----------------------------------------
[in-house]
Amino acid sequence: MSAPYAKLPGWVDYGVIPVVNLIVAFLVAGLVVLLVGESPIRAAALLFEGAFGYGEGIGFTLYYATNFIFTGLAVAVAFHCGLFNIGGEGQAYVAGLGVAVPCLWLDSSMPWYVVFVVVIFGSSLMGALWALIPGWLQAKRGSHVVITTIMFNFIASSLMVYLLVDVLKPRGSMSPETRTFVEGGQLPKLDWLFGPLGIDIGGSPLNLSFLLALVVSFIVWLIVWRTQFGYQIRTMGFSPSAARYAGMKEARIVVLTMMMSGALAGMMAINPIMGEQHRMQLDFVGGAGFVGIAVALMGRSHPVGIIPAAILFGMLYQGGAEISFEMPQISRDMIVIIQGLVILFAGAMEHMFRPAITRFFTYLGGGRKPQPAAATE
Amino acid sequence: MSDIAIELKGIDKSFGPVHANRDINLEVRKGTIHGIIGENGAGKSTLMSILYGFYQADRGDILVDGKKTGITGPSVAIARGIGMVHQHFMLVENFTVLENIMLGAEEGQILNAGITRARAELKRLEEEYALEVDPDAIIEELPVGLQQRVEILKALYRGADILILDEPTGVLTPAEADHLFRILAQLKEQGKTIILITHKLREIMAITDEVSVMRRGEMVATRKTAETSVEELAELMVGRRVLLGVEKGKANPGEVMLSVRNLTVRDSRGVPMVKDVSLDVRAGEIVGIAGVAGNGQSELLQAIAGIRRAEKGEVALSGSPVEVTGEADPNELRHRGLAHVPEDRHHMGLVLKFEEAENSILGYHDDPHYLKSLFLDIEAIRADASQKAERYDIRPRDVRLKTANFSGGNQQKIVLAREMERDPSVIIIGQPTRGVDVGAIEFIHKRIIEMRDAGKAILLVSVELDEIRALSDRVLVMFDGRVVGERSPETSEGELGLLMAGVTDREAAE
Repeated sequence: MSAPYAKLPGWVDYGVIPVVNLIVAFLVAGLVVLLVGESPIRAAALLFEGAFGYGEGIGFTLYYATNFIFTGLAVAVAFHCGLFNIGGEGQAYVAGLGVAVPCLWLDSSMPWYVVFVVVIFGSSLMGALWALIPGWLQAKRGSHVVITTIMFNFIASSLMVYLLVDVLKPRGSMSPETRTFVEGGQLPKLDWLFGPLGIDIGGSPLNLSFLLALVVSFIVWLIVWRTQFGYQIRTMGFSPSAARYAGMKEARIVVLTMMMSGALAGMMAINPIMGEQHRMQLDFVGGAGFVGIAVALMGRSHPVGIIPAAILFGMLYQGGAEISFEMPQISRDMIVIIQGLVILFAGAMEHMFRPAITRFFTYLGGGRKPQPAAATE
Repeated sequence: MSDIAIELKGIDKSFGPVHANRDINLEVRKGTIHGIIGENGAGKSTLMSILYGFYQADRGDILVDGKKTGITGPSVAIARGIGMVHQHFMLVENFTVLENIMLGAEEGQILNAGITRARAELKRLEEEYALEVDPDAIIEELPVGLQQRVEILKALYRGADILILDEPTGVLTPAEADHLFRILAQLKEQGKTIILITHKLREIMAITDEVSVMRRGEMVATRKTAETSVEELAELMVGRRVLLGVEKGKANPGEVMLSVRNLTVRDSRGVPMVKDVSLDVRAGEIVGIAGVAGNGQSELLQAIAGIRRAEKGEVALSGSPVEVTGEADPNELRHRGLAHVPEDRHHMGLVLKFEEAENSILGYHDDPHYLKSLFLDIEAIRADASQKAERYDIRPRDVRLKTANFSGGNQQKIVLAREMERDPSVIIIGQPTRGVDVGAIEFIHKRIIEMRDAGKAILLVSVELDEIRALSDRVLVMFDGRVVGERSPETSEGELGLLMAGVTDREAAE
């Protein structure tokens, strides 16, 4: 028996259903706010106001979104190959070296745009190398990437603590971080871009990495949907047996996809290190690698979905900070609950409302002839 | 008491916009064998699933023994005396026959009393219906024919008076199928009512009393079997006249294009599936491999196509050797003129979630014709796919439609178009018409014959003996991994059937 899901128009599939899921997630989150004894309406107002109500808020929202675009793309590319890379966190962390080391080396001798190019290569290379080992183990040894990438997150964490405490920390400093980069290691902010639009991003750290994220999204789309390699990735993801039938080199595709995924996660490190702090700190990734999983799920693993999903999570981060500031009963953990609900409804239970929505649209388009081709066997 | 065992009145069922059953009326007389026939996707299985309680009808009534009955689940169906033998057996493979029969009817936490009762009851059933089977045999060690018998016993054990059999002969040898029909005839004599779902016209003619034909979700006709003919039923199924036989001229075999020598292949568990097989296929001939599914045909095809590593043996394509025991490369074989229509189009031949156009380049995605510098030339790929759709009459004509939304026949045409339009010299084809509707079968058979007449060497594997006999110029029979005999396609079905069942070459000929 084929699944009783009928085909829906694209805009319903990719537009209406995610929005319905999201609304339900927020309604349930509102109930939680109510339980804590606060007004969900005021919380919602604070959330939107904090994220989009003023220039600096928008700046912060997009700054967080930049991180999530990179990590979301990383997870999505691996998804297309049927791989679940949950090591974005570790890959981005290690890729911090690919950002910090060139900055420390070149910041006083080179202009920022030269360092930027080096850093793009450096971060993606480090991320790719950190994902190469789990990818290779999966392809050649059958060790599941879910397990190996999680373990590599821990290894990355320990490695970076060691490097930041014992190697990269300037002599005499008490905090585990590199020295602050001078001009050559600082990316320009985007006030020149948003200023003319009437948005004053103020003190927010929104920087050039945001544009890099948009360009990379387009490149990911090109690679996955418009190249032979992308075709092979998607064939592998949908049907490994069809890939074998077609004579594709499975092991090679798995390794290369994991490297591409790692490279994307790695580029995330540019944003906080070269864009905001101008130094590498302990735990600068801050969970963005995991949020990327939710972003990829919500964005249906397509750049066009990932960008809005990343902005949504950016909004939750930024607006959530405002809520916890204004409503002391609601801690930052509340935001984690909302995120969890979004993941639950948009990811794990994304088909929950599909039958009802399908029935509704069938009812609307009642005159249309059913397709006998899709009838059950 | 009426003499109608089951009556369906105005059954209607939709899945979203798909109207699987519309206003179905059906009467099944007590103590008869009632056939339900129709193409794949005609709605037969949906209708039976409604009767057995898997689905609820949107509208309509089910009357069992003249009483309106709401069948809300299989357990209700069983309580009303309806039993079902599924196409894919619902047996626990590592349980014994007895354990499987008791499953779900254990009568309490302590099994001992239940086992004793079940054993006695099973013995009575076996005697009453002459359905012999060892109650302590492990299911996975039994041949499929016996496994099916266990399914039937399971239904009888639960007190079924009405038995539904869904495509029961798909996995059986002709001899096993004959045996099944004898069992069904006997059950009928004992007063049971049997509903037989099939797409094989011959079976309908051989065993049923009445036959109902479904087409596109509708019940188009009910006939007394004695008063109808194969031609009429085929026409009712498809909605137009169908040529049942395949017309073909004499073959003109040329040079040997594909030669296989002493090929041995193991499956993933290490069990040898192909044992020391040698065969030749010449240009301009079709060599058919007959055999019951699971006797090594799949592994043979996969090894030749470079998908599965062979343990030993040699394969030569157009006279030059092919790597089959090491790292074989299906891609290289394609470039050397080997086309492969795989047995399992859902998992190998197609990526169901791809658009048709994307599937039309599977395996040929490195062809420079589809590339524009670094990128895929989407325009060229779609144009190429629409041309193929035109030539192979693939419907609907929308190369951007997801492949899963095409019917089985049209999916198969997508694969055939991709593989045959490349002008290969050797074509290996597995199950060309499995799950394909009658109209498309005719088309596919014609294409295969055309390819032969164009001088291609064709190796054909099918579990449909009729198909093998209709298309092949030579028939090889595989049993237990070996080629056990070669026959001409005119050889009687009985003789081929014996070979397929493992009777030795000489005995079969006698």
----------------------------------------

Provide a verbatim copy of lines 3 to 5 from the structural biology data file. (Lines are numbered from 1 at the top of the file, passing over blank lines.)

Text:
Amino acid sequence: MSDIAIELKGIDKSFGPVHANRDINLEVRKGTIHGIIGENGAGKSTLMSILYGFYQADRGDILVDGKKTGITGPSVAIARGIGMVHQHFMLVENFTVLENIMLGAEEGQILNAGITRARAELKRLEEEYALEVDPDAIIEELPVGLQQRVEILKALYRGADILILDEPTGVLTPAEADHLFRILAQLKEQGKTIILITHKLREIMAITDEVSVMRRGEMVATRKTAETSVEELAELMVGRRVLLGVEKGKANPGEVMLSVRNLTVRDSRGVPMVKDVSLDVRAGEIVGIAGVAGNGQSELLQAIAGIRRAEKGEVALSGSPVEVTGEADPNELRHRGLAHVPEDRHHMGLVLKFEEAENSILGYHDDPHYLKSLFLDIEAIRADASQKAERYDIRPRDVRLKTANFSGGNQQKIVLAREMERDPSVIIIGQPTRGVDVGAIEFIHKRIIEMRDAGKAILLVSVELDEIRALSDRVLVMFDGRVVGERSPETSEGELGLLMAGVTDREAAE
Repeated sequence: MSAPYAKLPGWVDYGVIPVVNLIVAFLVAGLVVLLVGESPIRAAALLFEGAFGYGEGIGFTLYYATNFIFTGLAVAVAFHCGLFNIGGEGQAYVAGLGVAVPCLWLDSSMPWYVVFVVVIFGSSLMGALWALIPGWLQAKRGSHVVITTIMFNFIASSLMVYLLVDVLKPRGSMSPETRTFVEGGQLPKLDWLFGPLGIDIGGSPLNLSFLLALVVSFIVWLIVWRTQFGYQIRTMGFSPSAARYAGMKEARIVVLTMMMSGALAGMMAINPIMGEQHRMQLDFVGGAGFVGIAVALMGRSHPVGIIPAAILFGMLYQGGAEISFEMPQISRDMIVIIQGLVILFAGAMEHMFRPAITRFFTYLGGGRKPQPAAATE
Repeated sequence: MSDIAIELKGIDKSFGPVHANRDINLEVRKGTIHGIIGENGAGKSTLMSILYGFYQADRGDILVDGKKTGITGPSVAIARGIGMVHQHFMLVENFTVLENIMLGAEEGQILNAGITRARAELKRLEEEYALEVDPDAIIEELPVGLQQRVEILKALYRGADILILDEPTGVLTPAEADHLFRILAQLKEQGKTIILITHKLREIMAITDEVSVMRRGEMVATRKTAETSVEELAELMVGRRVLLGVEKGKANPGEVMLSVRNLTVRDSRGVPMVKDVSLDVRAGEIVGIAGVAGNGQSELLQAIAGIRRAEKGEVALSGSPVEVTGEADPNELRHRGLAHVPEDRHHMGLVLKFEEAENSILGYHDDPHYLKSLFLDIEAIRADASQKAERYDIRPRDVRLKTANFSGGNQQKIVLAREMERDPSVIIIGQPTRGVDVGAIEFIHKRIIEMRDAGKAILLVSVELDEIRALSDRVLVMFDGRVVGERSPETSEGELGLLMAGVTDREAAE